Faculty Column: Decade of the Mind


Psychology has always been an exciting field that is full of promise. Theories developed from psychological study and research have changed the way we explain human behavior and mental processes.

These theories have ongoing influences on the lives of every person.

The field is a dynamic science and the last 50 years of psychological research have led to exponential growth in every domain of psychology. President Bush proclaimed 1990 to 1999 “the decade of the brain” based on the burgeoning field of neuroscience and the rapid growth of knowledge about the brain’s structure, growth and functions.

The major benefits of this neuroscientific research have included more effective treatments that prevent, halt or delay damage from trauma and disease, as well as restoration in damaged brain functions for many individuals. It also acknowledges that human behavior and mental processes are more complex than we imagined.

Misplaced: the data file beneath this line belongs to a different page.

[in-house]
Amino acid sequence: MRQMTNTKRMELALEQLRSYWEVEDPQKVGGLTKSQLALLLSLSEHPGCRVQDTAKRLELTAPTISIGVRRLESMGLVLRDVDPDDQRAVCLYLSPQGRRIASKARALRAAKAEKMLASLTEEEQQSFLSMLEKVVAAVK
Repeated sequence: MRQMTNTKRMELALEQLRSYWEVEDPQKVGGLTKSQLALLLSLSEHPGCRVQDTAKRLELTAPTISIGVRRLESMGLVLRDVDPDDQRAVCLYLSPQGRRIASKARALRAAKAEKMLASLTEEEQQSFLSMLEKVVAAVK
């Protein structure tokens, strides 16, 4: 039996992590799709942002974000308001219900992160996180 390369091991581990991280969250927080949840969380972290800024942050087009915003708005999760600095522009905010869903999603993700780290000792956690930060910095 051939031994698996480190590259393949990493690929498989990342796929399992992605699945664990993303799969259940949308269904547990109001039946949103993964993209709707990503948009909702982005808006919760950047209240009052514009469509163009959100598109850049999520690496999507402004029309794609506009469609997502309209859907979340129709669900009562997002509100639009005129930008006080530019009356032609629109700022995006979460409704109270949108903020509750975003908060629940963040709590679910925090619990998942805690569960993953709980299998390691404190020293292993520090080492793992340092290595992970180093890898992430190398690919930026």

In 2007, top neuroscientists proposed a renewed focus on the brain in the context of the larger construct of “the mind” which encompasses the physical brain, thoughts, feelings, desires, plans and memories... the entire human experience. The exciting focus of this new “decade of the mind” is the interdisciplinary nature of the work being done. Psychological research is flourishing through interdependent relationships with sociology, anthropology, biology, medicine, education, mental health, neuroscience and even artificial intelligence and robotics!

So what will the next 50 years look like? Where will the field of psychology be in 2065? I believe the “decade of the mind” will lead to continued discoveries about our experience as human beings. The meaningful connections created through collaborations within and across fields will push the frontier of psychology as a science and lead to new and important questions that could not be imagined 50 or even 20 years ago. Although I cannot predict the future of psychology, I am convinced it will be incredible and I am thrilled to be a part of it!

Erin Way, Ph.D., assistant professor of psychology

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